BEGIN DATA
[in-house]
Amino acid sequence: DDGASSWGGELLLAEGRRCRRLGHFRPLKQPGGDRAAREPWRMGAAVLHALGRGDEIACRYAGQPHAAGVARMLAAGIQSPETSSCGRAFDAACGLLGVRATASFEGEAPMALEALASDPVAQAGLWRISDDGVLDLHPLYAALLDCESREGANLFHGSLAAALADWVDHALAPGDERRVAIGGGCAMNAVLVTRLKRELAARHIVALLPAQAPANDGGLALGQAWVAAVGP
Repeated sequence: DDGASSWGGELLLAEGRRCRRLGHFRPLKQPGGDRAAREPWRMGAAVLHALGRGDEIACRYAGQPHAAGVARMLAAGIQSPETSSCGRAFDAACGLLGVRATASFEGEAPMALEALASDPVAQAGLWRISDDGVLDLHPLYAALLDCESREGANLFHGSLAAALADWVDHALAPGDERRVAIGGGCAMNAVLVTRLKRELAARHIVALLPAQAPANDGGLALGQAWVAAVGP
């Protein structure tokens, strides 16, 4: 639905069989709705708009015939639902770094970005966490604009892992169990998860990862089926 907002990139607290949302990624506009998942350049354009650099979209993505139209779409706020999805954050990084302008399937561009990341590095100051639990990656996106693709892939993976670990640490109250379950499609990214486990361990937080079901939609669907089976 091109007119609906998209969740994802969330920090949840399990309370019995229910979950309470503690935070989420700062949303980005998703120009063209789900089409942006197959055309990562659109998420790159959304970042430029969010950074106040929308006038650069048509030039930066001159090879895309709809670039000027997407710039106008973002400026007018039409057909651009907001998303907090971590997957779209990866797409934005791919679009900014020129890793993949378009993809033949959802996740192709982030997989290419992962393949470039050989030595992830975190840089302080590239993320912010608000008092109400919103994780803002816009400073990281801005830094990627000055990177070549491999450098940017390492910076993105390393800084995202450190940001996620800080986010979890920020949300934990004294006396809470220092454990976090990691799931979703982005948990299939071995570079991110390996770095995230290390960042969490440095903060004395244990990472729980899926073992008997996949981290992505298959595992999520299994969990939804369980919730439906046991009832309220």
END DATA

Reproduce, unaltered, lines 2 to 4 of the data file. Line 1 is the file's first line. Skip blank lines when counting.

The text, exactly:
Amino acid sequence: DDGASSWGGELLLAEGRRCRRLGHFRPLKQPGGDRAAREPWRMGAAVLHALGRGDEIACRYAGQPHAAGVARMLAAGIQSPETSSCGRAFDAACGLLGVRATASFEGEAPMALEALASDPVAQAGLWRISDDGVLDLHPLYAALLDCESREGANLFHGSLAAALADWVDHALAPGDERRVAIGGGCAMNAVLVTRLKRELAARHIVALLPAQAPANDGGLALGQAWVAAVGP
Repeated sequence: DDGASSWGGELLLAEGRRCRRLGHFRPLKQPGGDRAAREPWRMGAAVLHALGRGDEIACRYAGQPHAAGVARMLAAGIQSPETSSCGRAFDAACGLLGVRATASFEGEAPMALEALASDPVAQAGLWRISDDGVLDLHPLYAALLDCESREGANLFHGSLAAALADWVDHALAPGDERRVAIGGGCAMNAVLVTRLKRELAARHIVALLPAQAPANDGGLALGQAWVAAVGP
């Protein structure tokens, strides 16, 4: 639905069989709705708009015939639902770094970005966490604009892992169990998860990862089926 907002990139607290949302990624506009998942350049354009650099979209993505139209779409706020999805954050990084302008399937561009990341590095100051639990990656996106693709892939993976670990640490109250379950499609990214486990361990937080079901939609669907089976 091109007119609906998209969740994802969330920090949840399990309370019995229910979950309470503690935070989420700062949303980005998703120009063209789900089409942006197959055309990562659109998420790159959304970042430029969010950074106040929308006038650069048509030039930066001159090879895309709809670039000027997407710039106008973002400026007018039409057909651009907001998303907090971590997957779209990866797409934005791919679009900014020129890793993949378009993809033949959802996740192709982030997989290419992962393949470039050989030595992830975190840089302080590239993320912010608000008092109400919103994780803002816009400073990281801005830094990627000055990177070549491999450098940017390492910076993105390393800084995202450190940001996620800080986010979890920020949300934990004294006396809470220092454990976090990691799931979703982005948990299939071995570079991110390996770095995230290390960042969490440095903060004395244990990472729980899926073992008997996949981290992505298959595992999520299994969990939804369980919730439906046991009832309220």